Three gunboats, the Nashville, the Wilmington, and the Helena, were ordered in 1893. The Helena, Nashville, and Wilmington were light-draft gunboats for river service. The Nashville was schooner-rigged, and was interesting because of her peculiar machinery arrangements. She had twin screws and two sets of quadruple expansion engines.She had two types of boilers, cylindrical and water-tubular. Aside from these novel machinery arrangements, the features of the Nashville were as follows: Length, 220 feet; breadth, 38 feet 3 inches; complement, 150 men; At her normal draft of 11 feet her displacement is 1,371 tons.
The Nashville was a draft twin-screw gunboat designed for the usual duties of cruising naval vessels. In coast work her moderate draft of water will enable her to enter many ports from which most men-of-war are excluded on account of their greater draft.She is schooner-rigged, with two smoke-stacks, and her total coal-bunker capacity is 390 tons.
The main battery consists of eight 4-inch breech-loading rapid-fire guns, four of them being on the upper deck, four of the same in armored sponsons on the gun deck; four 6-pounder Hotchkiss guns, two 1-pounder rapid-fire guns and two Gatling guns. One fixed torpedo tube was mounted in the bow, and a searchlight was placed just above the pilot-house and forward of the foremast.
She was able to cruise without re-coaling for long periods at moderate speed, using her cylindrical boilers only, being able rapidly to increase her speed to its extreme limit by starting fires under her remaining boilers. No attempt had been made to secure over 14 or 15 knots an hour, that being sufficient for the duties required of such a vessel. The engines driving the twin screws are of the quadruple-expansion type, so designed that the low-pressure cylinder can De disconnected when the vessel is cruising under ordinary circumstances. When running at full speed the high-pressure cylinders receive steam from the Yarrow boilers directly, while the two cylindrical boilers supply steam to the receivers between the high and first intermediate cylinders. At moderate speed, the low-pressure cylinders being disconnected, steam can be supplied to the two triple-expansion engines so formed by either of the batteries of boilers. The cylinders of these were arranged in fore and aft lines, with the low pressures towards the bow. The purpose is to disconnect these big cylinders by a shaft coupling when the vessel is on ordinary cruises, making the engines triple expansion, and as thus arranged they can be worked with small consumption of coal at about eight knots speed. By coupling the low-pressure cylinders with the others the speed may be run up to fourteen knots, though at the expense of much more coal. At cruising speeds an economy closely approximate to that of careful merchant steamers is expected. Her smoke-pipes are very tall, reaching almost to the top of her masts.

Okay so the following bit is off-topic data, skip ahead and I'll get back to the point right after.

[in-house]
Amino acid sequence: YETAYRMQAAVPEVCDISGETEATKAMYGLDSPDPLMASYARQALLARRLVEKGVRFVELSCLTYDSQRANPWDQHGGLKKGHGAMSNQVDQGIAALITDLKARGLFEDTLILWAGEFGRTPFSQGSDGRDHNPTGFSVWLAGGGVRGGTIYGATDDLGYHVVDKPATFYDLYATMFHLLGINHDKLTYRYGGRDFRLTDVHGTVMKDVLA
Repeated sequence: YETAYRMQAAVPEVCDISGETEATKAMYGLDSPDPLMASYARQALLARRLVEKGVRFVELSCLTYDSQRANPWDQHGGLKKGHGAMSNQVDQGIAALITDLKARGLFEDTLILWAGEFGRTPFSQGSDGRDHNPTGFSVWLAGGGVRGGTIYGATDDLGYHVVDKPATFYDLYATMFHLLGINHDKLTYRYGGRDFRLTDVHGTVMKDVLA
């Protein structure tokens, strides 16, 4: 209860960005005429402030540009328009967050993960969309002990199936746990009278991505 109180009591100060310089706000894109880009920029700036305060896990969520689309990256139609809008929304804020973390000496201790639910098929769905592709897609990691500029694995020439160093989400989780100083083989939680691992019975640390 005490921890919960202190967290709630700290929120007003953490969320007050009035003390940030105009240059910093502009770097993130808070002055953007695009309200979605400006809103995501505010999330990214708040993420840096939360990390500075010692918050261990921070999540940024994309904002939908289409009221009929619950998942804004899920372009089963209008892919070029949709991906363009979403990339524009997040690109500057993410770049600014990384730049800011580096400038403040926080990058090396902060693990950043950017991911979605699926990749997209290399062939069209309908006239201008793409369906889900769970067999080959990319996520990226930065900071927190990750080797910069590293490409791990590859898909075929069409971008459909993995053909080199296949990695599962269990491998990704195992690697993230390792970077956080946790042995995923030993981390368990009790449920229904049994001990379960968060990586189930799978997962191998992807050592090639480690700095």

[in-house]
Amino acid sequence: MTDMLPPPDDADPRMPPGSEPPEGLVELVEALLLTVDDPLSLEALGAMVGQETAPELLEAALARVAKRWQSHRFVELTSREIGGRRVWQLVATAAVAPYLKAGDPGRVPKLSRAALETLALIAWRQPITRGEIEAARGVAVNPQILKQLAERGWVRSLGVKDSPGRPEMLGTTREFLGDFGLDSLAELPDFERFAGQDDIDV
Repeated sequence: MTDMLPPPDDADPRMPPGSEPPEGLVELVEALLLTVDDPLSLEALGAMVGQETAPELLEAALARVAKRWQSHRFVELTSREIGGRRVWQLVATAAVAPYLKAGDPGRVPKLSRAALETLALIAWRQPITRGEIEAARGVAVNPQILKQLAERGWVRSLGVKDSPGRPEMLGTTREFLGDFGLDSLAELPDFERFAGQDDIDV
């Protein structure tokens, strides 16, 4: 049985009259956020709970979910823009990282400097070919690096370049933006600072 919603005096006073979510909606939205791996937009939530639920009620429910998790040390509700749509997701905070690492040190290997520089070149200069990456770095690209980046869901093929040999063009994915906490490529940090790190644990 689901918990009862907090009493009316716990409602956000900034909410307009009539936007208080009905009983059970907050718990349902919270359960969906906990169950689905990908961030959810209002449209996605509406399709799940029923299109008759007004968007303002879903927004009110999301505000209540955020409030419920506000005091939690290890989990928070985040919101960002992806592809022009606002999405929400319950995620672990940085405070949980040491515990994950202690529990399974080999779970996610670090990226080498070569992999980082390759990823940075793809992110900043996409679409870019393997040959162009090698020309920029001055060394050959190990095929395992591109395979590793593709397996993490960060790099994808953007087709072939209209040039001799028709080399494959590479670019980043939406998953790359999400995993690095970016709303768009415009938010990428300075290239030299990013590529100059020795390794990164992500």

In the launching of the Nashville and the Wilmington was a peculiarity deserving of especial mention. It was believed to be the first cuse where two warships were launched on the same day from a single set of ways. The vessels had been constructed one ahead of the other, tandem fashion, upon a continuous decline, the Nashville nearer the water, with her bow a few feet from the Wilmington, both vessels taking the water stern foremost. This arrangement was due to the fact that the works of the contractors, in accordance with modern notions, had been installed for the erection of ships of the largest size, the building slip^ being of sufficient length to accommodate a vessel 500 feet long, while the combined length of the Nashville and Wilmington was only 485 feet. Not only was ample space available for both ships, but it was also possible to deliver in position all the material used in their construction by a single crane, which travelled alongside on a track So feet above the ground. This great crane, with a lifting capacity of 60,000 tons at the end of the 125-foot arm, also served an adjoining similar slip. The Nashville had to travel only 250 feet before floating freely, but the Wilmington's stornpost had 280 feet to slide before reaching the water and 175 yards altogether before she was fully floated.
The light-draft United States gunboat Nashville made her official trial on Long Island Sound on May 4, 1897,and earned for her builders, the Newport News Shipbuilding and Dry Dock Company, a bonus of near $60,000, her speed greatly exceeding that which was guaranteed, and for which the Government will reward her constructors. Her average speed throughout her trip was 16.7 knots, while but 14 knots was required. The course was laid from Stratford Light to Horton's Point, a distance of 30 miles in a straight line, and return. There were six stake boats, consisting of the tugs Leyden and Narkeeta, the lighthouse tender Cactus, and the torpedo-boats Stiletto, Porter, and Ericsson, which were anchored at distances of five miles along the course. The total time consumed in the run was three hours and forty-seven minutes. After the speed test the gunboat was put through several tests to show her seaworthiness, all of which were successful.
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